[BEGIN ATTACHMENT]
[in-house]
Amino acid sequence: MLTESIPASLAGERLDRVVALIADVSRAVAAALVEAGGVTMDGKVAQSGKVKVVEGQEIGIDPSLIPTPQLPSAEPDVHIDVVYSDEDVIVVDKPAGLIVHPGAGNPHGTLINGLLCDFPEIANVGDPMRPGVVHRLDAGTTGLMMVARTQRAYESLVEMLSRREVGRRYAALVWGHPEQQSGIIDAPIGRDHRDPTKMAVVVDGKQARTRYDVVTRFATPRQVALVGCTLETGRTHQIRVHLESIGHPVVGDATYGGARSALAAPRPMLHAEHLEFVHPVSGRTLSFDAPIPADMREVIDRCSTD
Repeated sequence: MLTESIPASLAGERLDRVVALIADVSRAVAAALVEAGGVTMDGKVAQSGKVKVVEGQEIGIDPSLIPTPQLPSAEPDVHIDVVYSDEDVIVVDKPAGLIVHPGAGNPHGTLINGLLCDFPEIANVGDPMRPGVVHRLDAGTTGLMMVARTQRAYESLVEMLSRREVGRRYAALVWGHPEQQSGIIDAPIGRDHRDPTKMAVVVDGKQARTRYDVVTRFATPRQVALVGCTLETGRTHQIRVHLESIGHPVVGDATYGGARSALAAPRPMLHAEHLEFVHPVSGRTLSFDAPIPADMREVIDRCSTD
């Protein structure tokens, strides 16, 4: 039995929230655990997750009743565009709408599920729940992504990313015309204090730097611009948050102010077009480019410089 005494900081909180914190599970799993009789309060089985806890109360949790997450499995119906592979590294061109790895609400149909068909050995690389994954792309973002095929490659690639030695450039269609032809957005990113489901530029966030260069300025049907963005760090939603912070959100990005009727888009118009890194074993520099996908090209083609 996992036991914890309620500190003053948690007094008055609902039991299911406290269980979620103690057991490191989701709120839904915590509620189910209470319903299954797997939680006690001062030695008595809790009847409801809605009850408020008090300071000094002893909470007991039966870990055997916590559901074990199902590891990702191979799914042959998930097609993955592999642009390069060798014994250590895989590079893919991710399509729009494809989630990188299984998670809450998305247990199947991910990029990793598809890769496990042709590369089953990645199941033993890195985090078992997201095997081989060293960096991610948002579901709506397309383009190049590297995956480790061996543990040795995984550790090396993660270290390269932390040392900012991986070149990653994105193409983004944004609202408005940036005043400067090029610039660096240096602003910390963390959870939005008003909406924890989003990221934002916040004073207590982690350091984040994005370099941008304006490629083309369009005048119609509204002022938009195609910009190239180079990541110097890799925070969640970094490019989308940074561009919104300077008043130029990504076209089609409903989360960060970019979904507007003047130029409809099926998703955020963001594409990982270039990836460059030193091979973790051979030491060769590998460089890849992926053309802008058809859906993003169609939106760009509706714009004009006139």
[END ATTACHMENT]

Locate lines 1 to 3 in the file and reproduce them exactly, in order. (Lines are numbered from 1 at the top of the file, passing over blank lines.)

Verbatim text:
[in-house]
Amino acid sequence: MLTESIPASLAGERLDRVVALIADVSRAVAAALVEAGGVTMDGKVAQSGKVKVVEGQEIGIDPSLIPTPQLPSAEPDVHIDVVYSDEDVIVVDKPAGLIVHPGAGNPHGTLINGLLCDFPEIANVGDPMRPGVVHRLDAGTTGLMMVARTQRAYESLVEMLSRREVGRRYAALVWGHPEQQSGIIDAPIGRDHRDPTKMAVVVDGKQARTRYDVVTRFATPRQVALVGCTLETGRTHQIRVHLESIGHPVVGDATYGGARSALAAPRPMLHAEHLEFVHPVSGRTLSFDAPIPADMREVIDRCSTD
Repeated sequence: MLTESIPASLAGERLDRVVALIADVSRAVAAALVEAGGVTMDGKVAQSGKVKVVEGQEIGIDPSLIPTPQLPSAEPDVHIDVVYSDEDVIVVDKPAGLIVHPGAGNPHGTLINGLLCDFPEIANVGDPMRPGVVHRLDAGTTGLMMVARTQRAYESLVEMLSRREVGRRYAALVWGHPEQQSGIIDAPIGRDHRDPTKMAVVVDGKQARTRYDVVTRFATPRQVALVGCTLETGRTHQIRVHLESIGHPVVGDATYGGARSALAAPRPMLHAEHLEFVHPVSGRTLSFDAPIPADMREVIDRCSTD